An attacker on Sunday threw firebombs at an immigration office used to process asylum seekers crossing the Channel in small boats as the government seeks to curb record arrivals.
Kent Police said that on Sunday morning "two or three incendiary devices" were thrown into a centre processing immigrants in the Channel port town of Dover in southern England, injuring one.
The BBC quoted the Home Office as saying the attack took part at the Western Jet Foil Border Force centre in the major Channel port town, used to process asylum seekers.
Police said that "one minor injury has been reported" and the suspect "has been identified and located", without giving further details.
Kent Live local news website posted photographs of police and fire services at the scene near the Port of Dover, and the BBC reported that a fire was put out.
Immigration Minister Robert Jenrick tweeted that there had been a "serious incident" and "my sympathies are with those involved".
Dover's Conservative MP Natalie Elphicke tweeted: "I am deeply shocked by the incident in Dover today. I have spoken to the immigration minister (Jenrick) about the situation. My thoughts are with everyone involved."
Elphicke later told LBC Radio: "I understand that the Dover immigration centre that is at the Port of Dover was firebombed by a number of devices before an individual committed suicide."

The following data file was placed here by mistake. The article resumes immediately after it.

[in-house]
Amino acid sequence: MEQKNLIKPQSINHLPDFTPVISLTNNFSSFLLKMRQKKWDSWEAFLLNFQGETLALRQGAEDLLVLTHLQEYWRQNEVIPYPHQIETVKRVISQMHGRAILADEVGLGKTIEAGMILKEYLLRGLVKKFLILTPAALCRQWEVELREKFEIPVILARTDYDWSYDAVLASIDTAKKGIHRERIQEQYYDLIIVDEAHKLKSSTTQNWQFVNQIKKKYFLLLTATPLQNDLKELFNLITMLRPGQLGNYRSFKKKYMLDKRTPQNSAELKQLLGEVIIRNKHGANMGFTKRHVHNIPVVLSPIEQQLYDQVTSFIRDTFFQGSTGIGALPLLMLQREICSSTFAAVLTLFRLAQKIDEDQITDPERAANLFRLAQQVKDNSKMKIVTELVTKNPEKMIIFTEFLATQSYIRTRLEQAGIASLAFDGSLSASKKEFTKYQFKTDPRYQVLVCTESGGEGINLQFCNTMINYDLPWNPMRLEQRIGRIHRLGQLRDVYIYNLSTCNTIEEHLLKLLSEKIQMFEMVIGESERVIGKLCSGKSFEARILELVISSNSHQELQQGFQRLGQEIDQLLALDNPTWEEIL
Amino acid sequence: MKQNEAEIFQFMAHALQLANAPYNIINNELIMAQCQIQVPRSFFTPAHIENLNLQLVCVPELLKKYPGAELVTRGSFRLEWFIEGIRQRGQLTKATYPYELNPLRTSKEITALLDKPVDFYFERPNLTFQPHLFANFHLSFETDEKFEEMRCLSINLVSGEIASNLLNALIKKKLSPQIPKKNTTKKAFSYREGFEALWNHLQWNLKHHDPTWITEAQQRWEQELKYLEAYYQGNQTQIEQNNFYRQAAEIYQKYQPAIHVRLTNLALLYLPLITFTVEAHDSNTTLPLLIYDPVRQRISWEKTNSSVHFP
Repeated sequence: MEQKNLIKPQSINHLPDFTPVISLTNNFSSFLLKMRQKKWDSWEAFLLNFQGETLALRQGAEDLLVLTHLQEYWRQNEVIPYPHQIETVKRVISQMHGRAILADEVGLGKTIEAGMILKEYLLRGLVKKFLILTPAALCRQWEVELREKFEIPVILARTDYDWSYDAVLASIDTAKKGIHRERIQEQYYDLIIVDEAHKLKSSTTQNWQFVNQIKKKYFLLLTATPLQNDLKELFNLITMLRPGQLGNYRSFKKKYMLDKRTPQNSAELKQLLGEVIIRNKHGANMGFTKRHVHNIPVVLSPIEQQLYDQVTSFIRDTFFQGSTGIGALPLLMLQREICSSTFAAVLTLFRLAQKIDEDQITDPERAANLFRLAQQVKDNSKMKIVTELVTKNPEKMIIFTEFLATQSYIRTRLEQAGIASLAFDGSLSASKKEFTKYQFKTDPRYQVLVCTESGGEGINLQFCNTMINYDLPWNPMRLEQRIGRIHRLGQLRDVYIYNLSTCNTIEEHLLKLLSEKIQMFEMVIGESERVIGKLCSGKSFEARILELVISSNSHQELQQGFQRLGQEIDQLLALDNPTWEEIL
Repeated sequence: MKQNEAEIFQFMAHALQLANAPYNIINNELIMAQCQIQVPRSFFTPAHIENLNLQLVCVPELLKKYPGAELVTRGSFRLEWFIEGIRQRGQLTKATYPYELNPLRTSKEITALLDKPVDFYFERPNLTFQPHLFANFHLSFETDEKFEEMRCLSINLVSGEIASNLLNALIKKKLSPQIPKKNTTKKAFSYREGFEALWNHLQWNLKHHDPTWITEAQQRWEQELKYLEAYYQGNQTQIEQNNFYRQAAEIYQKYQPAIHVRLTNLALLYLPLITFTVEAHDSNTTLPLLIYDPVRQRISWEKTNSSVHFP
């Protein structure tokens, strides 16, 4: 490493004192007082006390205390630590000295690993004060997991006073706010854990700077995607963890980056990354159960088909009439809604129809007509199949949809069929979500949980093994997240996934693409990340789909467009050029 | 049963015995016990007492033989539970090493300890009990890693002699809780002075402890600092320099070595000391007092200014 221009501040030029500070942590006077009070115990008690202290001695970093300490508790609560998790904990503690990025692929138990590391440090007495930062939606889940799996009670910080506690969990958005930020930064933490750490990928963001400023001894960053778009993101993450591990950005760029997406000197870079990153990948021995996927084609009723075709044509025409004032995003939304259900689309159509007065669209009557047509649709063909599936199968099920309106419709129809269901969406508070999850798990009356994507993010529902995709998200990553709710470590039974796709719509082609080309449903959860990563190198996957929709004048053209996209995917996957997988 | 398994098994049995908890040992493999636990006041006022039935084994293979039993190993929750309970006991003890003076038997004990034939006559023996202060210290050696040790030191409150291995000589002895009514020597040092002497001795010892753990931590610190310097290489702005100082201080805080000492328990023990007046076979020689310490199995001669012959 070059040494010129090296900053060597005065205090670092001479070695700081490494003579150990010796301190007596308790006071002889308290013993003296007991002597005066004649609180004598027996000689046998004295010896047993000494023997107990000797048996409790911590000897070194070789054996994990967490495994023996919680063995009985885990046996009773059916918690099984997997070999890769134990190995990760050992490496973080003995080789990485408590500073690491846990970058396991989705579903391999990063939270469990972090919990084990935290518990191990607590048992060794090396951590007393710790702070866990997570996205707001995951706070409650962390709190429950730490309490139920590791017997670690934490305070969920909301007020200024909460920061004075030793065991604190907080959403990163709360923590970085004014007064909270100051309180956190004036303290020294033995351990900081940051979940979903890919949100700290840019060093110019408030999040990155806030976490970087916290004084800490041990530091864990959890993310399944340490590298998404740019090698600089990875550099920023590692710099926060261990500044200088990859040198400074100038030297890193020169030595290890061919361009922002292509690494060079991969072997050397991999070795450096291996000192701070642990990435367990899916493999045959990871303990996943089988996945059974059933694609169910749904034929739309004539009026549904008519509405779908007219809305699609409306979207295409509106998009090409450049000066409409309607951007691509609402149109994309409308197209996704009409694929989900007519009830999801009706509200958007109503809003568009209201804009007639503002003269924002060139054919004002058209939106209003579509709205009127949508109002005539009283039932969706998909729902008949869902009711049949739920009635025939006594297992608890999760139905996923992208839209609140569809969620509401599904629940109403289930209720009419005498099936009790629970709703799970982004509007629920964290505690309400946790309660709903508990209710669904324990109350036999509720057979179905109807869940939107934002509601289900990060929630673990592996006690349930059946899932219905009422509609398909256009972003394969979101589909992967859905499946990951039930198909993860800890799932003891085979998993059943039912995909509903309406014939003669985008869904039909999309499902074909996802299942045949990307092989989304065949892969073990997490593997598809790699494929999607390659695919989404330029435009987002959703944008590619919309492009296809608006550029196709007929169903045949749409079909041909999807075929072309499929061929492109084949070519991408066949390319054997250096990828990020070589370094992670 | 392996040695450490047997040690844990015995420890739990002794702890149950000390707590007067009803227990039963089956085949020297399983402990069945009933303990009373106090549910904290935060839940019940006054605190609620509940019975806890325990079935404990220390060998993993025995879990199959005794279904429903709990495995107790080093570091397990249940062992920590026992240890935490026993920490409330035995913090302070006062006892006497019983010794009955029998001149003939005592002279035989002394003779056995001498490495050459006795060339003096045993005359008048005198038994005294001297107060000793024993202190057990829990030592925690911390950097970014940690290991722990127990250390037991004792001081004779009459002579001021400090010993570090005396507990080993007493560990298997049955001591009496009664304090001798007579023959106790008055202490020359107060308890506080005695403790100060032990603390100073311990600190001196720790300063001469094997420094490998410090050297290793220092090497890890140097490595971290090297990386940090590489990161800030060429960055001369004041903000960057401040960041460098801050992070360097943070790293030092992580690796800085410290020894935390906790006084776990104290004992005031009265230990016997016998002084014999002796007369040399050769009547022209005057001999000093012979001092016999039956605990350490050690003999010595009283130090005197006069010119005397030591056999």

Police have not confirmed reports that the attacker killed themselves.
The local MP said that the attack took place at a centre where people arriving in small boats are initially taken before going to Manston, another processing centre in Kent.
- 'Tensions running high' -
Elphicke told LBC: "We don't know the motivation of the individual concerned yet."
She added: "I think it is fair to say that tensions have been running high over the last period".
She cited a case where immigrants arriving in a small boat had entered a resident's home.
Government figures showed that 990 migrants crossed the Channel in small boats on Saturday, bringing this year's record total to nearly 40,000.
The issue has caused a major political headache for the UK government, which promised tighter border controls after leaving the European Union.
Interior minister Suella Braverman has backed a plan for migrants crossing the Channel illegally to be sent to Rwanda, while this currently faces legal obstacles.
Elphicke wrote an article in the Mail on Sunday headlined: "When will the Left admit this is no refugee crisis... but simply illegal immigration".
UK Prime Minister Rishi Sunak said Friday that in his first call in office with French President Emmanuel Macron the leaders agreed on greater cooperation to "deter deadly journeys across the Channel that benefit organised criminals".
Sunak has called for the Channel route to become "unviable" for people traffickers.